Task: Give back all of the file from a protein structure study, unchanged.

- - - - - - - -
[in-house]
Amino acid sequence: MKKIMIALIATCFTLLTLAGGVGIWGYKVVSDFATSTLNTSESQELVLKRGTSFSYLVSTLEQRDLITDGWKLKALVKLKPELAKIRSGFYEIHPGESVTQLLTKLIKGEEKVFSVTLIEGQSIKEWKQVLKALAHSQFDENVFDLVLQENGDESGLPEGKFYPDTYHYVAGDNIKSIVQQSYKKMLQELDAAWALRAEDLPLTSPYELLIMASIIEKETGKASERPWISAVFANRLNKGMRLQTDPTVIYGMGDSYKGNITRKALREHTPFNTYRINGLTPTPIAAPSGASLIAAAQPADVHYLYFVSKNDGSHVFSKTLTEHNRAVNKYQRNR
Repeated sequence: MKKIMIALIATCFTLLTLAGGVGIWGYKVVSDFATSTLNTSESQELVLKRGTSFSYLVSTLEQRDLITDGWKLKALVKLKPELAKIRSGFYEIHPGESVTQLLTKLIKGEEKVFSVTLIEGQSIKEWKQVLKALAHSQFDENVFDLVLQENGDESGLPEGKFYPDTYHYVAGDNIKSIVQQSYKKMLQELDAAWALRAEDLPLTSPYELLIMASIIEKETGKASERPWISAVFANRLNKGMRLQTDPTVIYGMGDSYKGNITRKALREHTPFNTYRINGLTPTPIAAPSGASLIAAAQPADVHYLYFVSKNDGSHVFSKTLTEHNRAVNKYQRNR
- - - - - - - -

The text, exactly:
[in-house]
Amino acid sequence: MKKIMIALIATCFTLLTLAGGVGIWGYKVVSDFATSTLNTSESQELVLKRGTSFSYLVSTLEQRDLITDGWKLKALVKLKPELAKIRSGFYEIHPGESVTQLLTKLIKGEEKVFSVTLIEGQSIKEWKQVLKALAHSQFDENVFDLVLQENGDESGLPEGKFYPDTYHYVAGDNIKSIVQQSYKKMLQELDAAWALRAEDLPLTSPYELLIMASIIEKETGKASERPWISAVFANRLNKGMRLQTDPTVIYGMGDSYKGNITRKALREHTPFNTYRINGLTPTPIAAPSGASLIAAAQPADVHYLYFVSKNDGSHVFSKTLTEHNRAVNKYQRNR
Repeated sequence: MKKIMIALIATCFTLLTLAGGVGIWGYKVVSDFATSTLNTSESQELVLKRGTSFSYLVSTLEQRDLITDGWKLKALVKLKPELAKIRSGFYEIHPGESVTQLLTKLIKGEEKVFSVTLIEGQSIKEWKQVLKALAHSQFDENVFDLVLQENGDESGLPEGKFYPDTYHYVAGDNIKSIVQQSYKKMLQELDAAWALRAEDLPLTSPYELLIMASIIEKETGKASERPWISAVFANRLNKGMRLQTDPTVIYGMGDSYKGNITRKALREHTPFNTYRINGLTPTPIAAPSGASLIAAAQPADVHYLYFVSKNDGSHVFSKTLTEHNRAVNKYQRNR